HPPPL, 146 (171-20-5) bytes


Example for 10000 points (including timing in seconds for the real device):

Randomize points on a disc, timing

The function itself is called by r(n). The rest in the image above is only for timing purposes.

Result (disc diameter is 236 pixels):

enter image description here

The version above does not store the point coordinates, so I wrote a version that takes two parameters r(n,p). n is the number of points and p=0 returns the points to the terminal, p=1 plots the points and the disc), in case storing coordinates is mandatory. This version is 283 (308-20-5) bytes long:

EXPORT r(n,p)BEGIN LOCAL R,A,j,Q,x,y;Q:=118.0;CASE IF p==0 THEN print() END IF p==1 THEN RECT();ARC_P(Q,Q,Q) END END;FOR j FROM 1 TO n DO R:=√RANDOM(1.0);A:=RANDOM(2*π);x:=R*COS(A);y:=R*SIN(A);CASE IF p==0 THEN print("("+x+", "+y+")") END IF p==1 THEN PIXON_P(G0,IP(Q+Q*x),IP(Q+Q*y)) END END;END;FREEZE;END;

The ungolfed version:

EXPORT r(n,p)
LOCAL R,A,j,Q,x,y;
    IF p==0 THEN print() END
    IF p==1 THEN RECT();ARC_P(Q,Q,Q) END
  FOR j FROM 1 TO n DO
      IF p==0 THEN print("("+x+", "+y+")") END
      IF p==1 THEN PIXON_P(G0,IP(Q+Q*x),IP(Q+Q*y)) END

Terminal output for r(10,0):

Randomize points on a disc terminal output

r(10,1) shows the disc with the points, like shown above.


JavaScript, 75 bytes


do x=(r=()=>4*Math.random()-2)(),y=r()

Direct method (80 bytes):


Python, 135 130 bytes

from random import*
def r():return uniform(-1,1)
while not p:
    if x**2+y**2<=1:p=x,y
print'(%.2f, %2f)'%p

Removed the **0.5 thanks to @jimmy23013’s suggestion (because it is a unit circle, I am now checking whether the distance squared between (x, y) and (0, 0) is equal to 12. This is the same thing).

This also freed me to remove the parentheses.

  • \$\begingroup\$ I think you don't need the **0.5. \$\endgroup\$
    – jimmy23013
    Sep 8, 2015 at 13:19
  • \$\begingroup\$ @jimmy23013 Thank you! removed. \$\endgroup\$
    – J F
    Sep 8, 2015 at 14:25
  • \$\begingroup\$ uniform(-1,1) can be replaced with random()*2-1 to save 1 byte. You can also change def r():return uniform(-1,1) with r=lambda:uniform(-1,1) to save 6 bytes. Merging these together, def r():return uniform(-1,1) can be changed to r=lambda:random()*2-1 to save 7 bytes. x**2+y**2 can be reduced to x*x+y*y to save 2 bytes. It also seems you can change (%.2f, %2f) to %f,%f to save 6 bytes. Try It Online on TIO!. \$\endgroup\$ May 20, 2023 at 17:07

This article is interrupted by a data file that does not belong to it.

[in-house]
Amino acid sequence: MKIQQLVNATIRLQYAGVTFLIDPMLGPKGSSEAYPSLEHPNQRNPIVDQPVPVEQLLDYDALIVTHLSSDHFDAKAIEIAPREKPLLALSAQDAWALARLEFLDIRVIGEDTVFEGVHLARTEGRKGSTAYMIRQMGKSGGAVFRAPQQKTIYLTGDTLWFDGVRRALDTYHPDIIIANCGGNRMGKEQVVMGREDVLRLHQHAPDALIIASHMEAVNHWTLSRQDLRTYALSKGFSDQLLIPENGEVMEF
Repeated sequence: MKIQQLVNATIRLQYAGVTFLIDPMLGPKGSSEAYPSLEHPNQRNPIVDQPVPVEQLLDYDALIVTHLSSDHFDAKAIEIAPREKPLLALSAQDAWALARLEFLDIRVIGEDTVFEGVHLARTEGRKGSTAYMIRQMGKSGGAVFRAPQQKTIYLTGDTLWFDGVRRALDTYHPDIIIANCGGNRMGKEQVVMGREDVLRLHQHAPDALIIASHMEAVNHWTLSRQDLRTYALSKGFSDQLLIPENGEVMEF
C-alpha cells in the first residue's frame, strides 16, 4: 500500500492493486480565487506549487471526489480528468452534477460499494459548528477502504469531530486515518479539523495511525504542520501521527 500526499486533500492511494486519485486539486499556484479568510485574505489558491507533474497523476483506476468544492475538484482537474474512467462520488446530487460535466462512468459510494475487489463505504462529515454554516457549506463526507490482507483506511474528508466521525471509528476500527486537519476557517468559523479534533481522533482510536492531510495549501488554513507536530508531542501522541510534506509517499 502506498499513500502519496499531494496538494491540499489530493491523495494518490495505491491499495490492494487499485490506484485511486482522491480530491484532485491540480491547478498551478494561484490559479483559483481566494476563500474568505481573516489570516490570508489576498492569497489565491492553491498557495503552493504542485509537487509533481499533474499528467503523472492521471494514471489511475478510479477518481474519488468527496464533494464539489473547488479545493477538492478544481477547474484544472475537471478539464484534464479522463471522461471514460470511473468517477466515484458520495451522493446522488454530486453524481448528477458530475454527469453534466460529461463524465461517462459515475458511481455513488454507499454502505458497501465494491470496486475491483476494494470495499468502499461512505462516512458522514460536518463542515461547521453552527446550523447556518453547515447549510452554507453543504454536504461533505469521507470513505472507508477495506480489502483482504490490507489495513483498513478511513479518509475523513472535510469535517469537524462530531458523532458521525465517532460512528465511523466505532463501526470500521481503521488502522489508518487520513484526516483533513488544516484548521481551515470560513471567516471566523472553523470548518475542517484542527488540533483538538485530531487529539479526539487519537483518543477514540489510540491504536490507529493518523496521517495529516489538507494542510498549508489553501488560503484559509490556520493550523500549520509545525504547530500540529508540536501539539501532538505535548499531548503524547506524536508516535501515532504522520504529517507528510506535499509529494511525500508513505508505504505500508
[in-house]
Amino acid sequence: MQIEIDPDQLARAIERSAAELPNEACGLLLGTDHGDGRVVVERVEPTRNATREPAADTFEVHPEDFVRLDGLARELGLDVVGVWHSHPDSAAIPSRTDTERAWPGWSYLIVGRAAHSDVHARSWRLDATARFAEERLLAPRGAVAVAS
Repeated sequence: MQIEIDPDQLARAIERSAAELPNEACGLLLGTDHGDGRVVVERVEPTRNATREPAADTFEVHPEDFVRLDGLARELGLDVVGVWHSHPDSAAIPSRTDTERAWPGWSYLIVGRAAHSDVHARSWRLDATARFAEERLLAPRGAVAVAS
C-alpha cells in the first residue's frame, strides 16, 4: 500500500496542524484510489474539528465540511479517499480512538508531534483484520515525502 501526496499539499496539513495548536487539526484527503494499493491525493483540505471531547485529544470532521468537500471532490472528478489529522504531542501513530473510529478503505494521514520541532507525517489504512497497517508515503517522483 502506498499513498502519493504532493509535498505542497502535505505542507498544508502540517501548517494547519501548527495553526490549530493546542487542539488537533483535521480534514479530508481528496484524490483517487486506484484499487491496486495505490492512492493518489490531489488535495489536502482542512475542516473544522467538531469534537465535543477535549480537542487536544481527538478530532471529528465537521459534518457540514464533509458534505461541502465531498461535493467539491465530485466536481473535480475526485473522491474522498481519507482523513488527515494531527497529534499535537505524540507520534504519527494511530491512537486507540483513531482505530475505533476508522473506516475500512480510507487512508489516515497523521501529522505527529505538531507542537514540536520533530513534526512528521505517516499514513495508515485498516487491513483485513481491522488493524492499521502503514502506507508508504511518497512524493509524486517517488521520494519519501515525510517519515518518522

Python 3.8 (pre-release), 82 79 78 Bytes

from random import*

-3 from TheThonnu by murdering whitespace and exponents.

-1 from TheThonnu by showing that you can change function names by variable assignment.

Verify that it actually works by running on TIO.

Walrus returns and assigns at the same time.

The walrus likes to assign variables and return their value at the same time, and I don't understand why...

  • \$\begingroup\$ 79 bytes \$\endgroup\$
    – The Thonnu
    May 20, 2023 at 15:57
  • \$\begingroup\$ 78 bytes \$\endgroup\$
    – The Thonnu
    May 20, 2023 at 18:53
  • \$\begingroup\$ @TheThonnu a newline takes the same amount of bytes as a semicolon, so it doesn’t really matter which one you use. I also changed the capital R to a lowercase one. \$\endgroup\$ May 21, 2023 at 8:39

Desmos, 52 - 20 = 32 Bytes


I’ve never golfed in Desmos before. Click the bottom action to generate a random point. Try prettified version online. If anyone knows a shorter way to graph a polar coordinate point, please tell me, since I’m unaware of any builtin to graph a point in polar coordinates.


Befunge-with-graphics, 224 212 bytes (237 before deductions)

Takes input from stdin, draws image to the screen.

>!#v_       >94+2*1j
|!:-1\<>0>~:52*-   #v_$r
\  > v*  ^+**25\-"0"<
>#v?v 4


Random coordinates are generated using the ? operator, to build a large random number. Each of the 4 directions the ? operator could go adds a new digit to a base-4 number which is then eventually modulo'd by the screen width to get a random coordinate on the screen. (bottom-most bit)

The distance from the centre of the circle is then calculated, and if it's outside the circle it generates a new pair of coordinates. Else, it draws a pixel and repeats, decrementing a counter. (top block of stuff)

Finally, the screen is updated and events are handled. (bit with all the $$$$s)

Circle with 10 points (to verify there are actually 10):
10 points

Circle with 10000 points:
10000 points

I'm not certain this counts because of many factors

  • Befunge-with-graphics is my "made up" language, but it predates my knowledge of this question.
  • Since befunge doesn't support floating point, all coordinates are in pixels and may not have the required precision. The image, however, is greater than 201x201 pixels in size.
  • Technically no points can appear directly on the edge of the circle.